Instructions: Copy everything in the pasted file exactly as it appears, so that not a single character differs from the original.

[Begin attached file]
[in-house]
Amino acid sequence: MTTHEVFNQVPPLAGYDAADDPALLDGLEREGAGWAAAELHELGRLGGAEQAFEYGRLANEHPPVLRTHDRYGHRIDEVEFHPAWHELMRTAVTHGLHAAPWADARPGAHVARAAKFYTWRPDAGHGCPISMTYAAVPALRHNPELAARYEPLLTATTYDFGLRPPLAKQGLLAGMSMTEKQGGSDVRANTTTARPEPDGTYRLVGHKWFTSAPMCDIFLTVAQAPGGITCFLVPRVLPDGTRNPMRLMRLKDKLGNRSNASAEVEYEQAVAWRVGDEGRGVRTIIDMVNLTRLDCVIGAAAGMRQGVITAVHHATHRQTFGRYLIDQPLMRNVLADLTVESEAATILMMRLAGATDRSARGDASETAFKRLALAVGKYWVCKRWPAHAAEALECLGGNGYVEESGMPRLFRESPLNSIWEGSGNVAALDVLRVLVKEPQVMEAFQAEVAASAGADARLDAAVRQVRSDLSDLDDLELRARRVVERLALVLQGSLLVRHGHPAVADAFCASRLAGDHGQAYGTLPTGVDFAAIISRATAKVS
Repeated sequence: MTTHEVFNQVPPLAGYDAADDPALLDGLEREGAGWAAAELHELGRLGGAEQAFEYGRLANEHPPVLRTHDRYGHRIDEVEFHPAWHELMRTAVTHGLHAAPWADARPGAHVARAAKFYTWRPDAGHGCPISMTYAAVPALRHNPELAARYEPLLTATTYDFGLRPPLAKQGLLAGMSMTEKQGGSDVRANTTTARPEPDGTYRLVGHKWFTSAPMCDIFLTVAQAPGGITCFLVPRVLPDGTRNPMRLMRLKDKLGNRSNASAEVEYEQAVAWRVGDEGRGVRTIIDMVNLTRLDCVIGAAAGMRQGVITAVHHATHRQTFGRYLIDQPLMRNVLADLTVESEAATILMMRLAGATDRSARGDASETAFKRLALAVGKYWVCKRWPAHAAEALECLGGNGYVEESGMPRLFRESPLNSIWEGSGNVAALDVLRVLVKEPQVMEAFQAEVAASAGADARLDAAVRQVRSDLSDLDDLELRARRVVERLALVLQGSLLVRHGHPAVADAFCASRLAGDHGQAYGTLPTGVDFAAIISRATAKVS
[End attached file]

[in-house]
Amino acid sequence: MTTHEVFNQVPPLAGYDAADDPALLDGLEREGAGWAAAELHELGRLGGAEQAFEYGRLANEHPPVLRTHDRYGHRIDEVEFHPAWHELMRTAVTHGLHAAPWADARPGAHVARAAKFYTWRPDAGHGCPISMTYAAVPALRHNPELAARYEPLLTATTYDFGLRPPLAKQGLLAGMSMTEKQGGSDVRANTTTARPEPDGTYRLVGHKWFTSAPMCDIFLTVAQAPGGITCFLVPRVLPDGTRNPMRLMRLKDKLGNRSNASAEVEYEQAVAWRVGDEGRGVRTIIDMVNLTRLDCVIGAAAGMRQGVITAVHHATHRQTFGRYLIDQPLMRNVLADLTVESEAATILMMRLAGATDRSARGDASETAFKRLALAVGKYWVCKRWPAHAAEALECLGGNGYVEESGMPRLFRESPLNSIWEGSGNVAALDVLRVLVKEPQVMEAFQAEVAASAGADARLDAAVRQVRSDLSDLDDLELRARRVVERLALVLQGSLLVRHGHPAVADAFCASRLAGDHGQAYGTLPTGVDFAAIISRATAKVS
Repeated sequence: MTTHEVFNQVPPLAGYDAADDPALLDGLEREGAGWAAAELHELGRLGGAEQAFEYGRLANEHPPVLRTHDRYGHRIDEVEFHPAWHELMRTAVTHGLHAAPWADARPGAHVARAAKFYTWRPDAGHGCPISMTYAAVPALRHNPELAARYEPLLTATTYDFGLRPPLAKQGLLAGMSMTEKQGGSDVRANTTTARPEPDGTYRLVGHKWFTSAPMCDIFLTVAQAPGGITCFLVPRVLPDGTRNPMRLMRLKDKLGNRSNASAEVEYEQAVAWRVGDEGRGVRTIIDMVNLTRLDCVIGAAAGMRQGVITAVHHATHRQTFGRYLIDQPLMRNVLADLTVESEAATILMMRLAGATDRSARGDASETAFKRLALAVGKYWVCKRWPAHAAEALECLGGNGYVEESGMPRLFRESPLNSIWEGSGNVAALDVLRVLVKEPQVMEAFQAEVAASAGADARLDAAVRQVRSDLSDLDDLELRARRVVERLALVLQGSLLVRHGHPAVADAFCASRLAGDHGQAYGTLPTGVDFAAIISRATAKVS